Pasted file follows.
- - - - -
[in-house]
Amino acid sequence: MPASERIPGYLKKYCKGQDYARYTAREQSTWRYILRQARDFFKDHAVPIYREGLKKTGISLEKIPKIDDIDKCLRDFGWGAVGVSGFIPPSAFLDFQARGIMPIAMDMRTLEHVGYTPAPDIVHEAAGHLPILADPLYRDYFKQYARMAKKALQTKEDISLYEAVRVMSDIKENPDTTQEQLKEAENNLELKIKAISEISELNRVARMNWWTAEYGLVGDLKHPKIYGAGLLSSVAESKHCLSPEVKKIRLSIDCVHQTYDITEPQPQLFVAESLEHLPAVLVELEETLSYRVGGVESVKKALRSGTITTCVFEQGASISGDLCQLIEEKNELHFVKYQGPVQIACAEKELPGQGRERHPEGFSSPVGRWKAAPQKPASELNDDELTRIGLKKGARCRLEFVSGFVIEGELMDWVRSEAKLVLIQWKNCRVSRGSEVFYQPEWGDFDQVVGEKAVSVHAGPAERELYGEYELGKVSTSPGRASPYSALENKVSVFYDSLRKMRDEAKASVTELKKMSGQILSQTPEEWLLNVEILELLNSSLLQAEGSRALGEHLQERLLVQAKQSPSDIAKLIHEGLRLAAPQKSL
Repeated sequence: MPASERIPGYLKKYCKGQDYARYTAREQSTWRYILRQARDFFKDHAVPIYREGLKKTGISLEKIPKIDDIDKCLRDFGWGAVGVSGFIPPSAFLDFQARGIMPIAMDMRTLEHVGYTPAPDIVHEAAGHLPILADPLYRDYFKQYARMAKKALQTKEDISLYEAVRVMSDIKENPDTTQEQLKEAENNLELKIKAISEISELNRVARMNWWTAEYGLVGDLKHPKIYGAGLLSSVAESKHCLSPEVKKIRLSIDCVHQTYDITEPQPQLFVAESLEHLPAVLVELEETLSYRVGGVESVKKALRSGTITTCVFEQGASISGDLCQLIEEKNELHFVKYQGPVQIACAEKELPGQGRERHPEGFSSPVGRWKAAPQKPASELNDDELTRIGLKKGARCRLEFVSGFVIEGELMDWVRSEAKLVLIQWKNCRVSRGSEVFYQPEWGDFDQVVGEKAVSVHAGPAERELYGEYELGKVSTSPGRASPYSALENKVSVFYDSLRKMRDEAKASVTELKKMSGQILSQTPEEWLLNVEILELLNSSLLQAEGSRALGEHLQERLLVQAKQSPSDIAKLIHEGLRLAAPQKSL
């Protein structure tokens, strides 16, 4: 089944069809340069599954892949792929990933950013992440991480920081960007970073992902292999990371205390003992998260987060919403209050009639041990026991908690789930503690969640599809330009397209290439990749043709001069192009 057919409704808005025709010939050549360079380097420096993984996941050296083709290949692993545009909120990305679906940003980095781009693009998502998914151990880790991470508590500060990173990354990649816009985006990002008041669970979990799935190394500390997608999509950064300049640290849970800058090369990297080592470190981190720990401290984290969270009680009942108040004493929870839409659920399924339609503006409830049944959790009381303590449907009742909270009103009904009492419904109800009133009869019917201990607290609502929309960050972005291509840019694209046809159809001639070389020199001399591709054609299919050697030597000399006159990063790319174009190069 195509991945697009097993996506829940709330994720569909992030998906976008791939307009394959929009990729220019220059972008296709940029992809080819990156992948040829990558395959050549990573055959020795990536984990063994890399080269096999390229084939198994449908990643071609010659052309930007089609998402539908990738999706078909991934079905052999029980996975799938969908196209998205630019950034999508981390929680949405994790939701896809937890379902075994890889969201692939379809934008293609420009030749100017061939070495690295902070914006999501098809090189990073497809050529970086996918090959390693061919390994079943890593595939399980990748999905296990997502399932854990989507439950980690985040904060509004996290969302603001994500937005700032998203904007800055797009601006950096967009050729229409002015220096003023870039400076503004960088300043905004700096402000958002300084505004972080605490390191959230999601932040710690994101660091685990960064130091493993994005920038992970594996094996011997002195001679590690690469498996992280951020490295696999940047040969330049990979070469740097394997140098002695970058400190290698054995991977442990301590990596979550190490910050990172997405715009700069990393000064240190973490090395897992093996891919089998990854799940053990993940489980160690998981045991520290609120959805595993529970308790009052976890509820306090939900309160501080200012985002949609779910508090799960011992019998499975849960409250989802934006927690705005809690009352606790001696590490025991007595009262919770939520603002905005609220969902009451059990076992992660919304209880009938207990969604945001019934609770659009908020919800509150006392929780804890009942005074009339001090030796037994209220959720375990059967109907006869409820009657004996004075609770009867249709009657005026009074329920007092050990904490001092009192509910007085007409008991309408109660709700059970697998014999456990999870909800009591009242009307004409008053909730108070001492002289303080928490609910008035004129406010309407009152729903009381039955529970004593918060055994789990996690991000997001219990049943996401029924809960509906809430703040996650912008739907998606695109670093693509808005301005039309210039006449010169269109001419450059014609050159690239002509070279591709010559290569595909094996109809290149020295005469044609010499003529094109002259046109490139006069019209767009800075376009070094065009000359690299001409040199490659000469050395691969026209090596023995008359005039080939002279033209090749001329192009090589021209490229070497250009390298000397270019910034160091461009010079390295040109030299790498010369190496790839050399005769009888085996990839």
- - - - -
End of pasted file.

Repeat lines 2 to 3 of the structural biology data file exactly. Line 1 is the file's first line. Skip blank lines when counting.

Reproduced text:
Amino acid sequence: MPASERIPGYLKKYCKGQDYARYTAREQSTWRYILRQARDFFKDHAVPIYREGLKKTGISLEKIPKIDDIDKCLRDFGWGAVGVSGFIPPSAFLDFQARGIMPIAMDMRTLEHVGYTPAPDIVHEAAGHLPILADPLYRDYFKQYARMAKKALQTKEDISLYEAVRVMSDIKENPDTTQEQLKEAENNLELKIKAISEISELNRVARMNWWTAEYGLVGDLKHPKIYGAGLLSSVAESKHCLSPEVKKIRLSIDCVHQTYDITEPQPQLFVAESLEHLPAVLVELEETLSYRVGGVESVKKALRSGTITTCVFEQGASISGDLCQLIEEKNELHFVKYQGPVQIACAEKELPGQGRERHPEGFSSPVGRWKAAPQKPASELNDDELTRIGLKKGARCRLEFVSGFVIEGELMDWVRSEAKLVLIQWKNCRVSRGSEVFYQPEWGDFDQVVGEKAVSVHAGPAERELYGEYELGKVSTSPGRASPYSALENKVSVFYDSLRKMRDEAKASVTELKKMSGQILSQTPEEWLLNVEILELLNSSLLQAEGSRALGEHLQERLLVQAKQSPSDIAKLIHEGLRLAAPQKSL
Repeated sequence: MPASERIPGYLKKYCKGQDYARYTAREQSTWRYILRQARDFFKDHAVPIYREGLKKTGISLEKIPKIDDIDKCLRDFGWGAVGVSGFIPPSAFLDFQARGIMPIAMDMRTLEHVGYTPAPDIVHEAAGHLPILADPLYRDYFKQYARMAKKALQTKEDISLYEAVRVMSDIKENPDTTQEQLKEAENNLELKIKAISEISELNRVARMNWWTAEYGLVGDLKHPKIYGAGLLSSVAESKHCLSPEVKKIRLSIDCVHQTYDITEPQPQLFVAESLEHLPAVLVELEETLSYRVGGVESVKKALRSGTITTCVFEQGASISGDLCQLIEEKNELHFVKYQGPVQIACAEKELPGQGRERHPEGFSSPVGRWKAAPQKPASELNDDELTRIGLKKGARCRLEFVSGFVIEGELMDWVRSEAKLVLIQWKNCRVSRGSEVFYQPEWGDFDQVVGEKAVSVHAGPAERELYGEYELGKVSTSPGRASPYSALENKVSVFYDSLRKMRDEAKASVTELKKMSGQILSQTPEEWLLNVEILELLNSSLLQAEGSRALGEHLQERLLVQAKQSPSDIAKLIHEGLRLAAPQKSL